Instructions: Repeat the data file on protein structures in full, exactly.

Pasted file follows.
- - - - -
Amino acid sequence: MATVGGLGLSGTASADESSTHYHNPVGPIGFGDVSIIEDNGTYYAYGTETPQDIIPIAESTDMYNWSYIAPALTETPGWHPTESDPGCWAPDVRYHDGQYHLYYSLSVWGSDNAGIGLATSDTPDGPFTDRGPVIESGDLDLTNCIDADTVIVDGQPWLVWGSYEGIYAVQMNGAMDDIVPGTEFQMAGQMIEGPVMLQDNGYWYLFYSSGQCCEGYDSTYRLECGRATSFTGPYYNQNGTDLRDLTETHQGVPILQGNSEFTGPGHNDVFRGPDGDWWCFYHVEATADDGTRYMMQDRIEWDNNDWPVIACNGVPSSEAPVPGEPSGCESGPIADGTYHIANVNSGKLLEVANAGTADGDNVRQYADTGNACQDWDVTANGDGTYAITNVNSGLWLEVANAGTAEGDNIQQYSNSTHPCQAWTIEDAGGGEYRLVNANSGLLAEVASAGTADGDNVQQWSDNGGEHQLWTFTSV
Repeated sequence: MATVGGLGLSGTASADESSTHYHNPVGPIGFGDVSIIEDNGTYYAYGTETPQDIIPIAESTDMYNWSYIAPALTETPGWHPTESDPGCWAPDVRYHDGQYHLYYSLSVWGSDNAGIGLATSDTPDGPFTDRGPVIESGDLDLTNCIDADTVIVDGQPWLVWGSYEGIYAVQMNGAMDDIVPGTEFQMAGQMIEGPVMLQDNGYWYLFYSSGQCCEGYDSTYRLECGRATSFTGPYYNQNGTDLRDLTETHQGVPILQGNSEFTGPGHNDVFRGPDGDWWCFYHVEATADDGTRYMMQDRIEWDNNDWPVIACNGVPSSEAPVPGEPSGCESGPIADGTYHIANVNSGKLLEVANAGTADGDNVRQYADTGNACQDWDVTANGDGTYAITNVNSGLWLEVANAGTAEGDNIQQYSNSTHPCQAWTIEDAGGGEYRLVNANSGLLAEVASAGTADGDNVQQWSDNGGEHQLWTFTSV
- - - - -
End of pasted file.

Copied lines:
Amino acid sequence: MATVGGLGLSGTASADESSTHYHNPVGPIGFGDVSIIEDNGTYYAYGTETPQDIIPIAESTDMYNWSYIAPALTETPGWHPTESDPGCWAPDVRYHDGQYHLYYSLSVWGSDNAGIGLATSDTPDGPFTDRGPVIESGDLDLTNCIDADTVIVDGQPWLVWGSYEGIYAVQMNGAMDDIVPGTEFQMAGQMIEGPVMLQDNGYWYLFYSSGQCCEGYDSTYRLECGRATSFTGPYYNQNGTDLRDLTETHQGVPILQGNSEFTGPGHNDVFRGPDGDWWCFYHVEATADDGTRYMMQDRIEWDNNDWPVIACNGVPSSEAPVPGEPSGCESGPIADGTYHIANVNSGKLLEVANAGTADGDNVRQYADTGNACQDWDVTANGDGTYAITNVNSGLWLEVANAGTAEGDNIQQYSNSTHPCQAWTIEDAGGGEYRLVNANSGLLAEVASAGTADGDNVQQWSDNGGEHQLWTFTSV
Repeated sequence: MATVGGLGLSGTASADESSTHYHNPVGPIGFGDVSIIEDNGTYYAYGTETPQDIIPIAESTDMYNWSYIAPALTETPGWHPTESDPGCWAPDVRYHDGQYHLYYSLSVWGSDNAGIGLATSDTPDGPFTDRGPVIESGDLDLTNCIDADTVIVDGQPWLVWGSYEGIYAVQMNGAMDDIVPGTEFQMAGQMIEGPVMLQDNGYWYLFYSSGQCCEGYDSTYRLECGRATSFTGPYYNQNGTDLRDLTETHQGVPILQGNSEFTGPGHNDVFRGPDGDWWCFYHVEATADDGTRYMMQDRIEWDNNDWPVIACNGVPSSEAPVPGEPSGCESGPIADGTYHIANVNSGKLLEVANAGTADGDNVRQYADTGNACQDWDVTANGDGTYAITNVNSGLWLEVANAGTAEGDNIQQYSNSTHPCQAWTIEDAGGGEYRLVNANSGLLAEVASAGTADGDNVQQWSDNGGEHQLWTFTSV